Album: Daft Punk, Random Access Memories (Columbia)

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The Independent Culture

They may present an image of faceless androids, but Thomas Bangalter and Guy-Manuel de Homem-Christo are always about the interface between technology and emotion – and RAM is their most emotional record yet. Because though the vocodered vocals frequently put android futurism front and centre, it was recorded using more actual flesh-and-blood human beings than any previous Daft Punk release.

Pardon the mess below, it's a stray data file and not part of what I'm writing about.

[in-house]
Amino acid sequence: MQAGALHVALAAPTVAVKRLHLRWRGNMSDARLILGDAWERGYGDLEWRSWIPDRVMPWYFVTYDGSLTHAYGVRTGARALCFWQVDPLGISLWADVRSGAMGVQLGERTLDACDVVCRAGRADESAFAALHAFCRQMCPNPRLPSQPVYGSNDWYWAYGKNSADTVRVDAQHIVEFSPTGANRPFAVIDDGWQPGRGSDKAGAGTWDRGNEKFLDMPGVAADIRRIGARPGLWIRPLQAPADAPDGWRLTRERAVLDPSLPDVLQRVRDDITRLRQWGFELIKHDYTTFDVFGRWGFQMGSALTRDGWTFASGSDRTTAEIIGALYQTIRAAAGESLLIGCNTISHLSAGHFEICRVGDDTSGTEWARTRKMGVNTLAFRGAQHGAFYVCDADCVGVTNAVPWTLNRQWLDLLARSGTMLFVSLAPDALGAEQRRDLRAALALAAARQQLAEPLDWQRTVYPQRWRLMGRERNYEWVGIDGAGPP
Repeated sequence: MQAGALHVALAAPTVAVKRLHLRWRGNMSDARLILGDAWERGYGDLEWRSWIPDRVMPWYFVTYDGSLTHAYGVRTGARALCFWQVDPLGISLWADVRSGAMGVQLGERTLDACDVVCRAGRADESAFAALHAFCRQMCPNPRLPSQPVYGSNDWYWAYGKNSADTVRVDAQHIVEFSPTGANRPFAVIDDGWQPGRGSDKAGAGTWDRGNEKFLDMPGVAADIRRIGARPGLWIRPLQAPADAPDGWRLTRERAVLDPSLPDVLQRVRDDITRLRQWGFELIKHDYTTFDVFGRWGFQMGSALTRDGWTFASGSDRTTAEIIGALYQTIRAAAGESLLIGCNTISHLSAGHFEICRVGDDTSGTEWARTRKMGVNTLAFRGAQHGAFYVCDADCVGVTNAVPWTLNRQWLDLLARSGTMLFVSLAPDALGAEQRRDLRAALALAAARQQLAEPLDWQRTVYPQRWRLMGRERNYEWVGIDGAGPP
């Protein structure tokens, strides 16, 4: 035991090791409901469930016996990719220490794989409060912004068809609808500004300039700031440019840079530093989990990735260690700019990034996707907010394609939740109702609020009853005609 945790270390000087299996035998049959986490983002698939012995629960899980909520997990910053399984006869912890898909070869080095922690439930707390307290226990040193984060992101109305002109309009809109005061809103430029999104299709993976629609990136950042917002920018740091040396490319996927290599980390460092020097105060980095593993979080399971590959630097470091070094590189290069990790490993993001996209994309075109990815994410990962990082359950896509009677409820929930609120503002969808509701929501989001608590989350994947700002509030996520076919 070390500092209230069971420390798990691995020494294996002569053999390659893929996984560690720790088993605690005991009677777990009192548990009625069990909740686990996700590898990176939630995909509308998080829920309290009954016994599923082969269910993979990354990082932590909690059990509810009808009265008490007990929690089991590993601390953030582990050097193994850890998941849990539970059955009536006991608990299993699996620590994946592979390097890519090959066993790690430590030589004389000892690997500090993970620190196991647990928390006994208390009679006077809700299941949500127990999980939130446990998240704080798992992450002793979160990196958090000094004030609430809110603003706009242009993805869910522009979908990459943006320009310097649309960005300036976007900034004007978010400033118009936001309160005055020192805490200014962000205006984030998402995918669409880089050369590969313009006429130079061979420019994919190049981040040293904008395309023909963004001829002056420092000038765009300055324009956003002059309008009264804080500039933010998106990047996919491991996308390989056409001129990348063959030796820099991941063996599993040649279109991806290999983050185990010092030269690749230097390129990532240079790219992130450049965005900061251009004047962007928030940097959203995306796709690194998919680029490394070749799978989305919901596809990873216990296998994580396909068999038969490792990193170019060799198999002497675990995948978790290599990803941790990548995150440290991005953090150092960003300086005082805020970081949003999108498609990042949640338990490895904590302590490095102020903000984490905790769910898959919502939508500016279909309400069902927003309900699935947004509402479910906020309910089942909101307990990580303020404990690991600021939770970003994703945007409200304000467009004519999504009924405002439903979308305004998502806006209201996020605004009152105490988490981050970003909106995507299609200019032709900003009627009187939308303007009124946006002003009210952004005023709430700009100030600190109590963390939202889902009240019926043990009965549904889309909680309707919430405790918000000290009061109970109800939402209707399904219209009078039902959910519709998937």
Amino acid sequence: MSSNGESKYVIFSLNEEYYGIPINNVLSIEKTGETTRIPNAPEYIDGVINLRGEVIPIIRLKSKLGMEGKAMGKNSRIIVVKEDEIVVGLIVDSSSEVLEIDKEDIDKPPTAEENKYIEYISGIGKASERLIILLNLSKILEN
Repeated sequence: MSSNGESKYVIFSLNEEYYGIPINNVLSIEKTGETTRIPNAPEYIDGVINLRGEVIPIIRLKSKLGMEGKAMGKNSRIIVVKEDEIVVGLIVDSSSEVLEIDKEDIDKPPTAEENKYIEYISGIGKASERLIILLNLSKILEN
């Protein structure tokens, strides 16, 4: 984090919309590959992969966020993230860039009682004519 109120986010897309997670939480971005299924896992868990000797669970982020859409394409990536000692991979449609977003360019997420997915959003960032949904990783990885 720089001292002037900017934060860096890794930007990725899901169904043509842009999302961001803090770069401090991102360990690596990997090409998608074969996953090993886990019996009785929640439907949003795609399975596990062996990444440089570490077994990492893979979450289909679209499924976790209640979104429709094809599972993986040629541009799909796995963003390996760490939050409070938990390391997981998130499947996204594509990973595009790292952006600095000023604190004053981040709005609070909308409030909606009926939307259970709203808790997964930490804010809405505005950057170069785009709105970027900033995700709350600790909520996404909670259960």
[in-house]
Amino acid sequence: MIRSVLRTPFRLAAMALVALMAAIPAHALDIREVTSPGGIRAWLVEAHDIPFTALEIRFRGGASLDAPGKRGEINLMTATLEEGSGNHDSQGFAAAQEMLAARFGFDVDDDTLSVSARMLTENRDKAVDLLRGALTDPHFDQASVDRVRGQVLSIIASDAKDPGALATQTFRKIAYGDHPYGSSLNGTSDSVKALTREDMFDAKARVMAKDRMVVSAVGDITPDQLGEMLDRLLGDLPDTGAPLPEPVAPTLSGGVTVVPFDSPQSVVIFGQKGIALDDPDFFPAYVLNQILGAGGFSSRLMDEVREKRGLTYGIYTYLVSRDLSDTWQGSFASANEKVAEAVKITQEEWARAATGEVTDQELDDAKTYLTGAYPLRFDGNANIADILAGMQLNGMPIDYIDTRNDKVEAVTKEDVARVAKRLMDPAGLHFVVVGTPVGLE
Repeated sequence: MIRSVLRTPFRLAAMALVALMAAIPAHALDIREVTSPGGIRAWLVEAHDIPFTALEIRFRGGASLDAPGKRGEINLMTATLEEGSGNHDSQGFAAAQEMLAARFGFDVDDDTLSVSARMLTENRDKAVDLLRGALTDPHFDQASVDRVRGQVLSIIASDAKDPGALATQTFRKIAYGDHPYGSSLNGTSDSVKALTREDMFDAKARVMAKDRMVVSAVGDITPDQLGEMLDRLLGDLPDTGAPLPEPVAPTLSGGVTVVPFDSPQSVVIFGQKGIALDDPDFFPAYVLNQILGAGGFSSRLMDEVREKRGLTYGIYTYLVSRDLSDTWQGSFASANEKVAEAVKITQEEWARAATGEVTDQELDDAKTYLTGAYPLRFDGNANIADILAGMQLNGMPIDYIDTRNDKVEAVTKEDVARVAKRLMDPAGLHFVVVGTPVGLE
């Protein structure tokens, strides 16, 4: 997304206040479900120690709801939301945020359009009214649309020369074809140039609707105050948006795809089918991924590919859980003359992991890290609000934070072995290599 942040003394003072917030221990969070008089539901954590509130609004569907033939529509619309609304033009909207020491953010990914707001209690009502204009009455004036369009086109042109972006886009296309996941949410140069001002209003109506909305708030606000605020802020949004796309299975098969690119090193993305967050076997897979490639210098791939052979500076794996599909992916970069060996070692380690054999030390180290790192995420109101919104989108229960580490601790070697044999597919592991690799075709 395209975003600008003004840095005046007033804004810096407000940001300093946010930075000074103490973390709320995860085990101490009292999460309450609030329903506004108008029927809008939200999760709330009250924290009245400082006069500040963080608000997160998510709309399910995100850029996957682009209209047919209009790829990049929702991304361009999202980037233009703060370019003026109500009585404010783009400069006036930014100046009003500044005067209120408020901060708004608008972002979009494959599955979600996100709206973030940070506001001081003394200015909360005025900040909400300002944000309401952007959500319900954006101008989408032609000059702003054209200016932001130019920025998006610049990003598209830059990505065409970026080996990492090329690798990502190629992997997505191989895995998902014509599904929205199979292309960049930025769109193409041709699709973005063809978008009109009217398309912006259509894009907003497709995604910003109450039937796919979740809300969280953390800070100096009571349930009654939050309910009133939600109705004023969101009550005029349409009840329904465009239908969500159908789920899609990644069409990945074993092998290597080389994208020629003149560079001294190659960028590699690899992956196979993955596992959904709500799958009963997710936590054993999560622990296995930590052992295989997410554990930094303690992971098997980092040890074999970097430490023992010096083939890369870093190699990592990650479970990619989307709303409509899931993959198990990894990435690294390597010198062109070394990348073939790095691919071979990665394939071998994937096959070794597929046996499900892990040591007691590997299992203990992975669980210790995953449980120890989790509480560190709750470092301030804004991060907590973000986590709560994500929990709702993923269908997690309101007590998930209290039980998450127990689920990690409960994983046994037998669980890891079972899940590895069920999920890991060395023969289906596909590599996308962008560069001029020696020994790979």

One thing RAM is – and it is many things – is a love letter. A heartfelt epistle expressing their love affair with music, and above all, with disco. And it's reciprocal and requited: the two towering gods of the genre, Giorgio Moroder and Nile Rodgers, both appear on the album.

Now and then the emphasis shifts to evoke an eternal 1984. Sometimes entire tracks are given over to incidental music. Glorious moments include the Stylophone solo on the Hall & Oates-like "Fragments of Time", and "Doin' It Right", on which Animal Collective's Panda Bear delivers lines as simple and utopian as anything on "One More Time".

It ends with a curio called "Contact", but by then Random Access Memories has done its job. It's an album which makes you feel warm. It's the sound of love, after all.